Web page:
>

Welcome to The Mattress Underground FORUM! :cheer:
The first place to start your research is the Mattress Shopping Tutorial
Select the Search Forum tab below to gain access to answers to many mattress related questions.
Select the Ask An Expert tab below to reach out to any of our Expert Members for guidance and advice.

Welcome to The Mattress Underground FORUM! :cheer:
  • Page:
  • 1

TOPIC:

Is this discription of latex accurate? 08 Feb 2013 10:07 #1

  • ToekneeC
  • ToekneeC's Avatar Topic Author
  • Offline
  • Junior Member
  • Junior Member
  • Posts: 3
I saw this on a website for an all natural latex mattress. Does this information see correct?

2 Different Ways to Make Latex Mattress Foam:
Sap from the Rubber Tree (Hevea brasiliensis) is collected and processed into latex; the finished product is used in mattresses and pillows.

1) Talalay Process
The Talalay process of making latex results in a softer feeling foam. Synthetics and air are always added to achieve this. 100% Natural Talalay does not exist and most Talalay on today’s market is heavily blended, if not 100% synthetic.

2) Dunlop Process
The Dunlop process of making latex creates a firmer feeling foam.

Both Dunlop and Talalay latex can be made 100% synthetic.




Clarifying the Misinformation
People often say that Talalay is the superior latex. This is false and here's why.

Dunlop latex foam was put to market in the 1950's. The goal was not to create natural foam, it was to create a longer lasting, better feeling product than other foams on the market.

Talalay latex foam was then invented. It felt better than Dunlop foam since it was softer, more durable and had a more consistent feel. To do this, 80% of the natural ingredients were replaced with synthetics. Remember "natural" was of no concern back then, it was all about the properties of the foam.

As technology improved, Dunlop latex evolved and caught up in terms of performance, durability and consistency. Today, Talalay is still the softer latex foam but it remains 80% synthetic.

Please Log in or Create an account to join the conversation.

Is this discription of latex accurate? 08 Feb 2013 18:28 #2

  • phoenix
  • phoenix's Avatar
  • Offline
  • Administrator
  • Administrator
  • Posts: 31963
Hi ToekneeC,

Some of what you posted is fairly accurate and some isn't. There is more information about many of your comments and questions in this article and in post #6 here .

2 Different Ways to Make Latex Mattress Foam:


In practical terms this is accurate. There are actually more ways but they aren't usually seen and almost all of the latex you buy is uses either the Talalay process or the Dunlop process. There are variations but these are the two basic methods.

Sap from the Rubber Tree (Hevea brasiliensis) is collected and processed into latex; the finished product is used in mattresses and pillows.


This would be true for latex that was made using natural rubber. Either natural Rubber (NR) or synthetic rubber (SBR) or a blend of the two can be used to make latex foam.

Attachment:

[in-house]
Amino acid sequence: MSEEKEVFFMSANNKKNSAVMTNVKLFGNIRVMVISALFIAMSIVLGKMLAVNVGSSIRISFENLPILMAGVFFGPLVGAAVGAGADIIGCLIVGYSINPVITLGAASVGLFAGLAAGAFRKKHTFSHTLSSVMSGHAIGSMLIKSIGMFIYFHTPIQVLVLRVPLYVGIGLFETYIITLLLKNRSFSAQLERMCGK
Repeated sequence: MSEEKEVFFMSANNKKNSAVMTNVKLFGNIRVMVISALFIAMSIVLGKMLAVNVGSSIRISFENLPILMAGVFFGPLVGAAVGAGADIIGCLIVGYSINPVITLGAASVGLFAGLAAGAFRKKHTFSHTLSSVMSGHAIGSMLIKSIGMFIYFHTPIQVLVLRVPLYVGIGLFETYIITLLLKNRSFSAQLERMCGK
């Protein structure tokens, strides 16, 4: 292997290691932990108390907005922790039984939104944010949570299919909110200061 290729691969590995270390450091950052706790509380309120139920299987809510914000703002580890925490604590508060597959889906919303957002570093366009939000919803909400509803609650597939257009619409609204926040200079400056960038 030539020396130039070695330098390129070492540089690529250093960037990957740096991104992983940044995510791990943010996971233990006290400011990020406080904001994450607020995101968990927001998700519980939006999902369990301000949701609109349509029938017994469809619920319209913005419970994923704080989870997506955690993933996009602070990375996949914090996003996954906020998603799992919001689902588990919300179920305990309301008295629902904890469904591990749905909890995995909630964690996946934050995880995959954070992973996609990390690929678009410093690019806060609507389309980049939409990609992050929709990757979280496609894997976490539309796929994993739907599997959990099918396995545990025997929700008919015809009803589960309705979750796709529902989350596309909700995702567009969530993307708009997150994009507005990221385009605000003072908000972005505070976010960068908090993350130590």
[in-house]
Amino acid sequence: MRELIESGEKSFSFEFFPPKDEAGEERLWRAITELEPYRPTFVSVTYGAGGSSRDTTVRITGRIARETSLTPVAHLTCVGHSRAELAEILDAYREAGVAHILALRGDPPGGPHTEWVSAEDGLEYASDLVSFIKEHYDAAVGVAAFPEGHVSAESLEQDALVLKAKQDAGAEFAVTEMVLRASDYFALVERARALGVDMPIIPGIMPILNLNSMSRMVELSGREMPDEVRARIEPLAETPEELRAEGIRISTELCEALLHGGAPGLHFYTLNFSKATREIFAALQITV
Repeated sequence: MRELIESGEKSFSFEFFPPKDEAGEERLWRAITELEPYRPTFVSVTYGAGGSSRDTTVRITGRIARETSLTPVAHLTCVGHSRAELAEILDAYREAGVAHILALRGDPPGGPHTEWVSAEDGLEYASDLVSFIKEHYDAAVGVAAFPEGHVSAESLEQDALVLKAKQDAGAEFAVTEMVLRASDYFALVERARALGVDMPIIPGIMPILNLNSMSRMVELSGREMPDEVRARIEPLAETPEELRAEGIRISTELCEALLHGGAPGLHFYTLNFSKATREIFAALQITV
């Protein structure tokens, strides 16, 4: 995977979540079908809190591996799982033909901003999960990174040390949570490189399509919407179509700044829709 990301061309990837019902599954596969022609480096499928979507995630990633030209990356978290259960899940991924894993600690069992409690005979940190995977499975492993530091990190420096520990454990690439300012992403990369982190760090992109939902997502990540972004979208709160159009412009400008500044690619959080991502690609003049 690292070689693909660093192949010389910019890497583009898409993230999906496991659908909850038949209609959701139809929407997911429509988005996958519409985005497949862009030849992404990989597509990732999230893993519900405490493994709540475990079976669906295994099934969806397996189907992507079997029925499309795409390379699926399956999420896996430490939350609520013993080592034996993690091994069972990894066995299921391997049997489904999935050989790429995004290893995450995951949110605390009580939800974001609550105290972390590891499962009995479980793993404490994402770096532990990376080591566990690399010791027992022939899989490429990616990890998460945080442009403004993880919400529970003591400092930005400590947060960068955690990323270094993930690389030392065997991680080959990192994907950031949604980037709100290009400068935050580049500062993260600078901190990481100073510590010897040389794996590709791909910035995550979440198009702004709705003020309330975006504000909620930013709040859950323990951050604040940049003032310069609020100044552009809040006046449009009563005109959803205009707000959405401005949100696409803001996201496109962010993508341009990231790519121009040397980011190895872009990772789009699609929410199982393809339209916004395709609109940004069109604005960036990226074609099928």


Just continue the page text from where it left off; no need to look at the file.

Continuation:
1) Talalay Process
The Talalay process of making latex results in a softer feeling foam. Synthetics and air are always added to achieve this. 100% Natural Talalay does not exist and most Talalay on today’s market is heavily blended, if not 100% synthetic.


this is "partly true". Both types of foam come in a wide range of firmness levels so firm Talalay would be firmer than soft Dunlop. If both of them have the same ILD though ... then to most people Dunlop would feel firmer because it is a denser material and gets firmer faster with deeper compression than Talalay of the same ILD. It's also true that there are other parts to the latex formulation so that latex foam isn't 100% rubber (usually in the 90 - 95% range) and the other materials are part of what is necessary to make latex foam from the raw materials and cure it. When most people talk about 100% natural though ... what they usually mean is that there is no synthetic rubber in the foam and that 100% of the rubber used is natural rubber. Both types of latex (Dunlop and Talalay) have 100% natural rubber versions although it's much more common to see it wth Dunlop. There is also some all or mostly synthetic rubber on the market as well (Sealy "smart latex" and some of the mattresses sold at Ikea for example).

Both Dunlop and Talalay latex can be made 100% synthetic.


In theory this is true (it "could" be done) but there is no Talalay latex that is 100% synthetic (the lowest content is @ 30% NR) and most Dunlop would use at least a very small percentage of natural rubber as well.

Clarifying the Misinformation
People often say that Talalay is the superior latex. This is false and here's why.


I agree that this is false IMO. It also doesn't mean that the opposite is true either (That Dunlop is superior). They are just different and there are variations with each of them that would be more suitable for one person or one application and not the other.

Dunlop latex foam was put to market in the 1950's. The goal was not to create natural foam, it was to create a longer lasting, better feeling product than other foams on the market.


This is true. The focus on "natural" is much more recent ... and has led to lots of misinformation as well.